Uli Sauer drove for the 49th time in this series with his BMW 328. He is the only participant who can show this and not only in this series but of the entire OGP organisation.

It may be a regularity race, but we saw a big Mercedes SSKL drifting through the same bend every lap. You just have to do it this “white elephant”, the nickname Ettore Bugatti gave to this Mercedes.


Every edition, German Oldtimer magazine Motor Klassik invites its readers to two laps of the Nürburgring during the OGP. We saw a procession of more than 165 cars with the most diverse cars. Of course many German examples of Porsche, Audi, Mercedes, Opel and BMW but also Japanese such as Mazda and Toyota appeared on the track. And with 165 cars, the whole track was full.

There was also a Motor Klassik tent where anyone who wanted to could buy a cup of coffee with the appropriate Motor Klassik coffee mug edition 2022. Afterwards you could refill your coffee all weekend long for 1 euro per cup.  


BMW and the Schnitzer racing team were regular partners in car racing for many years. At the end of 2020, their cooperation came to an end during the Corona pandemic. You can read more here. At the end of 2021 the almost complete infrastructure, including five historic racing BMWs, was taken over by the Trautweinn family. From 2022, a new chapter in this history begins with the establishment of Schnitzer Classic. Schnitzer Classic is participating in the DTM championship this year with two cars. An M3 E30 DTM and a 320i STW Supertourer. For the race at the Norisring, BMW Classic called on the team to deploy a 320i for BMW factory driver Bruno Spengler, who achieved second place with it.

Under their tent in the paddock, they had brought two of the five Schnitzer BMWs they had acquired. A 2002 turbo group 5 from 1977 and the mighty BMW M3 E46 V8 GTR from 2004. The 2002 was the first car in the two litre class to be fitted with a turbo engine in the then DRM. The 2002 turbo achieved two victories in 1977. The turbo engine was then transferred to the new 3 series and won the DRM title in 1978.  The M3 GTR became champion in the American ALMS championship and took two victories in the 24 Hours of Nürburgring.

The intention is to prepare the 2002 Turbo and the M3 GTR for competition again. We are eagerly awaiting their return to the racetracks. Besides these two, the acquisition also included an original BMW 635CSi group A, a 320i WTCC and an M3 E30 DTM.

Ferrari Club Deutschland Racing Series

A little less classic are these races of the Ferrari Club of Germany. Admitted are Ferrari and Maserati racing cars. Apart from one Maserati, the entire field is made up of Ferrari 430, 458 and 488 GT racing cars. We find there the so called “Cup” or “Trofeo” cars but also GT2 and GT3 cars which are no longer used in international races.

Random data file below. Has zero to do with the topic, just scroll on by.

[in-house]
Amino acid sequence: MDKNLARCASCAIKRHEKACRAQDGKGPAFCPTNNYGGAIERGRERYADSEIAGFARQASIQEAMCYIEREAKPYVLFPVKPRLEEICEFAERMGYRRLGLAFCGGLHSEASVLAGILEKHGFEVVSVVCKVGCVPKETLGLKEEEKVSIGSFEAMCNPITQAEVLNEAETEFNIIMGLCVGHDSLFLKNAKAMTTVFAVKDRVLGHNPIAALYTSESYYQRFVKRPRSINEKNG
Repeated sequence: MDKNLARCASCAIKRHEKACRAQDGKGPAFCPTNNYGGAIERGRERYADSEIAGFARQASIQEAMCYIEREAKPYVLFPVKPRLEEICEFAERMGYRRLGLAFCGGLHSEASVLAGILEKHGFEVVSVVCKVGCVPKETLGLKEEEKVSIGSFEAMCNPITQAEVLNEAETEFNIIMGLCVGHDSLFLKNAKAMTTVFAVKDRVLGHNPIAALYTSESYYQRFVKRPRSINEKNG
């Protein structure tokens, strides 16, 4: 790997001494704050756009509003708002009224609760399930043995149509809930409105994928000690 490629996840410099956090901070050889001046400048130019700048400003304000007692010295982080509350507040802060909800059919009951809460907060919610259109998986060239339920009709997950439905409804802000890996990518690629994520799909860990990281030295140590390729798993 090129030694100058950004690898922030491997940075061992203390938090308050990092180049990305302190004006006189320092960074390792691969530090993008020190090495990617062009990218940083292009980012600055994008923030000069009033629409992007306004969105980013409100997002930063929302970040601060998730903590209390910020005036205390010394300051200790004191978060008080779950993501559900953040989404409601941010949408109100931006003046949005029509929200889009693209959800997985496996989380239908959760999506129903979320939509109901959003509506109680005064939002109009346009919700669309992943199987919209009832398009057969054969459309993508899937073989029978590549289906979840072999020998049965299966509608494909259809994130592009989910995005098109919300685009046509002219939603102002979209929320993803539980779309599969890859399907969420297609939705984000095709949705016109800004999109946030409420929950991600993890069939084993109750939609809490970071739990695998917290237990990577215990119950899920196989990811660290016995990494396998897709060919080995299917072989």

Amongst the participants, we saw an ex-Belcar Ferrari 430 GT3 of the Delahye Racing Team in full Red Bull livery. Not really a successful car in our national championship but a very nice appearance.

And the fact that it was driven fast and it was still quite warm is proven by these glowing brake discs that appeared on several Ferrari models.

With more than 30,000 spectators, this Nürburging AVD OGP was again a success. The numerous spectators enjoyed the beautiful cars and spectacular races, such as the DTM Classic, under a wonderful sun and even in pleasant temperatures of 25/26 degrees. After three years, it was a very nice reunion with this circuit and the perfect organisation. Yes, we are in Germany after all.

This organisation was also able to announce with great satisfaction that a new contract had been signed by the various parties and that the continuation of the OGP was already certain until 2028.

And let us hope that for the 50th edition, which will take place on the second August weekend in 2023, there will be some special surprises. Maybe the big German car brands can all do an “efforke” again. Mercedes, BMW, Opel and Porsche have supported the OGP for years but have now all left. Difficult to understand and so we hope that next year they will certainly come to their senses and make the anniversary edition an even more beautiful spectacle.

Report & photos: Joris de Cock